One member of the panel insisted, however, that “significant bathymetric studies [were] done …” and that since 2001 “there has been no maintenance dredging performed in the last years at all.”
Disease outbreaks—a real possibility?
Near the end of the session, Tom Greenwood, president emeritus of the Federation of Cruise Tourism Association of Belize (FECTAB), called for the country’s health authorities to look into the possible threat of an outbreak of viruses that could be embedded in the soil that Waterloo plans to dredge.
He pointed to the outbreak of Yellow Fever that ravaged the colony about 100 years ago after Governor Roger T. Goldsworthy endorsed the dredging of canals in Belize City and pilled the material on the banks of South Canal, causing the epidemic that later claimed his wife.
Greenwood did rightly point out that no mention of the possible health risks that can arise from the dredged material was looked at comprehensively in the new EIA.
“Don’t you think for a moment that it is possible that we could be faced with a massive health issue? You have to involve the health authorities if you are going to mess around with the area. ” Greenwood said. It is worth noting that a representative from the Ministry of Health holds a seat on the NEAC. Also, in the EIA, some short-term Health and Social well-being Impacts are mentioned, but none pertaining to the dredged material.
Last week, Greenwood submitted a petition signed by over 20,000 Belizeans who are asking the government to deny approval of the project proposed by Waterloo. Notably, FECTAB has openly supported the Feinstein family’s Port Coral development at Stake Bank.
Non-tendering option approved?
A representative of the Feinstein family, Geren Simonian, claimed during his presentation at the public consultations that the causeway proposed to connect Stake Bank’s Port Coral cruise facilities to Belize City has been approved and is on the construction calendar during his presentation at the public consultations. This is despite a statement by the CEO of the Ministry of Sustainable Development, Dr. Kenrick Williams, that the causeway is still “being reviewed.”
He noted that the premise of Waterloo’s project is that there is no non-tendering option in the country today, but Simonian said that Port Coral’s causeway is the best potential option for the cruise industry in Belize, since that ride along the causeway would be over Belize’s signature turquoise waters, not the brown muddy waters of the coast, driven by the turbidity of the tributaries near the PoBL. (The elimination of the tendering process—which involves the use of small boats to ferry cruise passengers to the mainland—is the goal of the major cruise lines and, indeed, cruise destinations across the world.)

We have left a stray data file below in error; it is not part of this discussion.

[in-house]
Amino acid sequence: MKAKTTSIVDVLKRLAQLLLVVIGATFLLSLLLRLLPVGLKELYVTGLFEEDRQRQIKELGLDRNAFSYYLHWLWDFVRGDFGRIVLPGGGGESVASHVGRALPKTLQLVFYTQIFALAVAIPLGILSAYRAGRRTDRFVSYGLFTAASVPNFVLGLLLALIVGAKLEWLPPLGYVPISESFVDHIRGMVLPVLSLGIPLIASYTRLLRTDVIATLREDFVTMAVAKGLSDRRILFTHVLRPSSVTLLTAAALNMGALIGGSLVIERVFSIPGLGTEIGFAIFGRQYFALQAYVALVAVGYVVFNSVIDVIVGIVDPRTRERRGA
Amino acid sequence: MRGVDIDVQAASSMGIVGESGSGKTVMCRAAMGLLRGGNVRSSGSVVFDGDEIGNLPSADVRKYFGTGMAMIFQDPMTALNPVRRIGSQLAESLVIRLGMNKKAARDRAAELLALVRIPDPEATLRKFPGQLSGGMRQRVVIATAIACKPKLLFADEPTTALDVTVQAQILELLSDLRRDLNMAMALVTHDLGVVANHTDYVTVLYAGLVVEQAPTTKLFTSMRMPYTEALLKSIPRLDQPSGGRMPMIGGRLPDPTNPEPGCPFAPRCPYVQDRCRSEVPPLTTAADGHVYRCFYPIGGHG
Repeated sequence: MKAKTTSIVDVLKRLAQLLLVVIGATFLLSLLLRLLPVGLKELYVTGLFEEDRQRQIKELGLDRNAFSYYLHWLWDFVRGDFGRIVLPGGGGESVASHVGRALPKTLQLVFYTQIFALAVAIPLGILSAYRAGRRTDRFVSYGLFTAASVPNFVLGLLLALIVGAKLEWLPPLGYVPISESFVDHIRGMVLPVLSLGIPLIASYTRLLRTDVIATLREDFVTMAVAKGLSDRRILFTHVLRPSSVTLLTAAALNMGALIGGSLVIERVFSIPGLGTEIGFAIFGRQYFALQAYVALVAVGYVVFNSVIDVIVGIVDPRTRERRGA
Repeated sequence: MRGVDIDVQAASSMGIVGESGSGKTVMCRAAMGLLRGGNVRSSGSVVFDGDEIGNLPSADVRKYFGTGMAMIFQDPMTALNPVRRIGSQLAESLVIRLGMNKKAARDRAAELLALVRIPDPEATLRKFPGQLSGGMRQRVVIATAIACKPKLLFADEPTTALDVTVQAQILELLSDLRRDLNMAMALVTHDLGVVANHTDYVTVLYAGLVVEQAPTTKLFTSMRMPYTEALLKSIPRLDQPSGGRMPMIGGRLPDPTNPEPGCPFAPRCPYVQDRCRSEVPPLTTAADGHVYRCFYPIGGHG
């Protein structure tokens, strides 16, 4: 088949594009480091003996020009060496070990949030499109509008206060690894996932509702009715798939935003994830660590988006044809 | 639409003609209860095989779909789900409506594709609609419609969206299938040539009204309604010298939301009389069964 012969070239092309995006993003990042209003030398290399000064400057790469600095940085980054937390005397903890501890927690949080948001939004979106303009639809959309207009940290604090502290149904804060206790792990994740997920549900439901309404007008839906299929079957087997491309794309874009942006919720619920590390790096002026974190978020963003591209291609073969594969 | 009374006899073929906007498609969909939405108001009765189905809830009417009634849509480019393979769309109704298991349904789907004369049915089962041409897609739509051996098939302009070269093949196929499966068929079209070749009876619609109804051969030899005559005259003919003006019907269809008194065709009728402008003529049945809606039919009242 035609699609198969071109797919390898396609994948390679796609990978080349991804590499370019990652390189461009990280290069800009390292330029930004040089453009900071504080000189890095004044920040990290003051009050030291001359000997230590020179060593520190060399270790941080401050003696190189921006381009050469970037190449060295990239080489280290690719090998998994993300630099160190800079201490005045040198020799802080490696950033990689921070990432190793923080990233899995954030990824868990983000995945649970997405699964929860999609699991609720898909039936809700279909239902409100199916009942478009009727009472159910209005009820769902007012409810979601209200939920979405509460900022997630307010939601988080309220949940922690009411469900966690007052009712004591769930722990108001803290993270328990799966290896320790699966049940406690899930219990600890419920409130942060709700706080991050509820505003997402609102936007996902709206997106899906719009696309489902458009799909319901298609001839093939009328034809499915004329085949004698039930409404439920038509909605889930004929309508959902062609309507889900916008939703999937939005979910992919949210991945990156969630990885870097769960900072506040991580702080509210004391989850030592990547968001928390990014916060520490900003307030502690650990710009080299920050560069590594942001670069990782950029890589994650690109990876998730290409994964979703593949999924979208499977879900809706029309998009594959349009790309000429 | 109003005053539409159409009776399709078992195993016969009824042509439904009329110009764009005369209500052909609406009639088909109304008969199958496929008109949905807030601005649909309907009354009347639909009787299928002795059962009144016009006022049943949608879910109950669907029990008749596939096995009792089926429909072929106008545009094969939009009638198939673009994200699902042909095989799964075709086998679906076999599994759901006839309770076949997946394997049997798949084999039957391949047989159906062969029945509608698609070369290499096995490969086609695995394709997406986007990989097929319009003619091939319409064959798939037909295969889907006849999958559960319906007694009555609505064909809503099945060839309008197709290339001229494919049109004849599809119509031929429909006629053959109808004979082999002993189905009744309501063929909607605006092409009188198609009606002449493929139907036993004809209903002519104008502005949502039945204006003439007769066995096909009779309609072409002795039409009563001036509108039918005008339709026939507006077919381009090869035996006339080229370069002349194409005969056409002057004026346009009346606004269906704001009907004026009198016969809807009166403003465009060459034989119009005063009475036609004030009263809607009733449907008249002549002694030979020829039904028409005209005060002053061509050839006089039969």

Simonian stated, “I would like to make it crystal clear that there already is a project being completed, Port Coral, in the next few months; it 100% has a causeway approved and permitted to be built from Port Coral to the Drown Caye development and from Drown Caye to the city.”
He posited that the purpose of Waterloo’s cruise port project has nothing to do with tourism.
“It has to do with something else. The cargo port has had 15 years in receivership to get upgraded; it’s interesting how today is when they choose to do this, so I will make it crystal clear that that causeway already exists and is on the construction calendar,” he said.
Two Thousand Five Hundred Jobs?
One of the claims being made by the Waterloo developers is that 2,500 jobs will be created through the construction and operations of the port. It is a claim that is being repeatedly made to secure the support of Belizeans. According to Dr. Dionne Chamberlain-Miranda, who is a consultant for Waterloo, the company has drafted a hiring agreement which stipulates that 10% of the jobs that are created must be given to residents of Port Loyola. Chamberlain-Miranda said that they went into the community and held consultations with the residents of Jane Usher, who requested a guarantee of job availability.